What faces us in the post-COVID-19 world as we struggle to uproot capitalism and its malignant racism, sexism, heterosexism, and environmental destruction, both in theory and in practice?
Latin America is experiencing an abrupt change generated by enormous confrontations between the dispossessed and the privileged. This confrontation includes both revolts by the people and reactions by the oppressors.
The October Revolts
The uprising in Chile is the most important event . . .
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By: Dan La BotzMarch 10, 2016
Will we ever get over this thing called civilization? That's what I wondered as I watched The Embrace of the Serpent, directed by Colombian filmmaker Ciro Guerra, a black-and-white film in several indigenous and European languages that has some of the qualities of a documentary. But this is a truer-than-history fiction, fabricated out of the travel diaries of two botanists, Theodor Koch-Grunberg (Jan Bijvoet) and Richard Evan Schultes (Brionne Davis), both of whom traveled in the Amazon region, the former in 1909 and the latter in 1940. The challenging and sometimes horrifying experiences of the two scientists are linked together by the character Karamakate who serves as guide to both and a challenge to each. (Nilbio Torres plays the young Karamakate and Antonio Bolívar the old Karamakate.) Both botanists are looking for yakruna, a rare, sacred, and hallucinogenic plant, and their search takes them into the jungles inhabited by peoples menaced by the encroaching modern world.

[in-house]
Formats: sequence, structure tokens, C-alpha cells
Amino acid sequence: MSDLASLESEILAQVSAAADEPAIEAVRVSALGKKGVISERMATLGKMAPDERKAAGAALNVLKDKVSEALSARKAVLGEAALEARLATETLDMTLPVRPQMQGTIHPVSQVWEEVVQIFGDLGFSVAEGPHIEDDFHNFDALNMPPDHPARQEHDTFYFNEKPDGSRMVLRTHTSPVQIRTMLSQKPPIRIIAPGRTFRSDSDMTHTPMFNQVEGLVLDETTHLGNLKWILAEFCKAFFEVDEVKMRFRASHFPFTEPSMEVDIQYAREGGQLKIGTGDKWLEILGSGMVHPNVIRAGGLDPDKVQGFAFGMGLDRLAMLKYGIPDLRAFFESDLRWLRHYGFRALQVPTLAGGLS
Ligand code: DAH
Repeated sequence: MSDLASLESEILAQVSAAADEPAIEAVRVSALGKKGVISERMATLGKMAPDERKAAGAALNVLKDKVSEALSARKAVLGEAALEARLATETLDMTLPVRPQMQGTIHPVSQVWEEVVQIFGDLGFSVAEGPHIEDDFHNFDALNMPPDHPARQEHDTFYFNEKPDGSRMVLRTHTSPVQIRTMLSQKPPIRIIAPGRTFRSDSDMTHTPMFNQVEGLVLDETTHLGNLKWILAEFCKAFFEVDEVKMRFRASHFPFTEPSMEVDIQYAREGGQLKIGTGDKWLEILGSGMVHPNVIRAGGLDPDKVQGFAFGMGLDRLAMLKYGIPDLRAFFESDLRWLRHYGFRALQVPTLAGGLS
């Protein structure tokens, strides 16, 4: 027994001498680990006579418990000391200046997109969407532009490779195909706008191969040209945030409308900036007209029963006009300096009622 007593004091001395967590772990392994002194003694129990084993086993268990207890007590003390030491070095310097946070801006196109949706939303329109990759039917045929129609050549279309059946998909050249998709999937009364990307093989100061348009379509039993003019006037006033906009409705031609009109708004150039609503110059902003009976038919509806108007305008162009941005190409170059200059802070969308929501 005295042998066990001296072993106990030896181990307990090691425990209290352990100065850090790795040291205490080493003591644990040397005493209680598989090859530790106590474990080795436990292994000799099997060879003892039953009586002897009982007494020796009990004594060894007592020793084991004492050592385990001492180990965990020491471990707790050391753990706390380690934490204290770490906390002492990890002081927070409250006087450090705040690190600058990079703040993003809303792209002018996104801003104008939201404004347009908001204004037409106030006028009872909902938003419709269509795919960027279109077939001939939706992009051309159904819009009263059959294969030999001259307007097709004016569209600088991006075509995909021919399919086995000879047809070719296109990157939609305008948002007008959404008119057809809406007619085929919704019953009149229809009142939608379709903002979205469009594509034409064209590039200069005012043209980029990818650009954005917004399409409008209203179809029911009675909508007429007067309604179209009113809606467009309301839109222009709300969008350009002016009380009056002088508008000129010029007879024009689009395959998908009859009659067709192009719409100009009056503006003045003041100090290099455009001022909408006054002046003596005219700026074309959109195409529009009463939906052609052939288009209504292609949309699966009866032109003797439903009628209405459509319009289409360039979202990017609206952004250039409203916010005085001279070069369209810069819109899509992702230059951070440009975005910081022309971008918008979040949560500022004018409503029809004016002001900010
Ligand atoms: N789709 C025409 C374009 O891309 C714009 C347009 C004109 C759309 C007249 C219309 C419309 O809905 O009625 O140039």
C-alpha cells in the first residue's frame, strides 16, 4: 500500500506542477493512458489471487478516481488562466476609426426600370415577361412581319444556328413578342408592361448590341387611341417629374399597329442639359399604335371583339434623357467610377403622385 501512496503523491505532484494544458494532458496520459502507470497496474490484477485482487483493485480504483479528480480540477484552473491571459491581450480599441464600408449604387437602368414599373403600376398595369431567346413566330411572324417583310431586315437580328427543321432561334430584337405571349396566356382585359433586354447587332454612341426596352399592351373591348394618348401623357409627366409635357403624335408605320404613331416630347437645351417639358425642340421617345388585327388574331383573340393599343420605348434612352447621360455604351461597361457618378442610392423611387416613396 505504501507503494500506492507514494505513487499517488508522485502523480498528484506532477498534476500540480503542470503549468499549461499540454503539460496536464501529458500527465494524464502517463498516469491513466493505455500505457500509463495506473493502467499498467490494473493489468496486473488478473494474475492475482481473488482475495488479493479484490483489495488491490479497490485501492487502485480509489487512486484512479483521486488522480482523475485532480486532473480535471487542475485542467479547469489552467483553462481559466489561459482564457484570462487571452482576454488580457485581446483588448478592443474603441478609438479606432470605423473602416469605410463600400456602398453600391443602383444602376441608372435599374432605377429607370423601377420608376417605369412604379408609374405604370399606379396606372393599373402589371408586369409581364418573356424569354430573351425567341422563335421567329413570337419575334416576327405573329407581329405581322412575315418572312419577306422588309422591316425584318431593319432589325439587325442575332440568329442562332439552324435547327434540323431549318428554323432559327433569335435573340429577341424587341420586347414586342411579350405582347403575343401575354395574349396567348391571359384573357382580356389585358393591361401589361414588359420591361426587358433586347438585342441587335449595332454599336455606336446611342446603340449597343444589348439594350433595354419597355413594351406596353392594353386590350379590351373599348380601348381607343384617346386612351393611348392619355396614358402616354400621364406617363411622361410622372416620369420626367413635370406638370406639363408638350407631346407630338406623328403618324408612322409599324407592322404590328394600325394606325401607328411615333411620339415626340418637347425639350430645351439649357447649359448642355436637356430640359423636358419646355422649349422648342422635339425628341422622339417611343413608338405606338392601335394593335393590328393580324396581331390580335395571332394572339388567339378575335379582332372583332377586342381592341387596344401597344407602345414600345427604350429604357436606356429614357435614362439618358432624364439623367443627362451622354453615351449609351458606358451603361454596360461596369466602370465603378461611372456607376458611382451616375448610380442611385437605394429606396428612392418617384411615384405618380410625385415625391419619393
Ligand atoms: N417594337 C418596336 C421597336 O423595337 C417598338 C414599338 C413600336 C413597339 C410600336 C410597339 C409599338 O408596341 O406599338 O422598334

Update 9/14/13: There is now a petition available here!
Interview with Ricardo Esquiva
Colombia has the longest history of ongoing political violence in Latin America. Some date the beginning as April 9, 1948 when Jorge Eliécer Gaitán, the Liberal Party’s presidential candidate, was assassinated, leading to the Bogotazo riots that took 5,000 lives and unleashed a civil war between Conservatives on the one hand and the Liberals and Communists on the other. Between 1948 and 1958 that war took 200,000 more lives, injured hundreds of thousands more, and displaced perhaps a million.
The Colombian civil war, similar to other Latin American conflicts over the past 50 years, has had a large portion of non-combatants mortally affected by the horrors of conflict. However, those killed or injured in Colombia are not indirect results of the discord but are in-themselves strategic military targets (Stokes, 2005; Lernoux, 1982). The reasoning behind invoking this aggression against the unarmed Colombian populace is due in part to the ever-increasing strength of the primary insurgent movement within the country.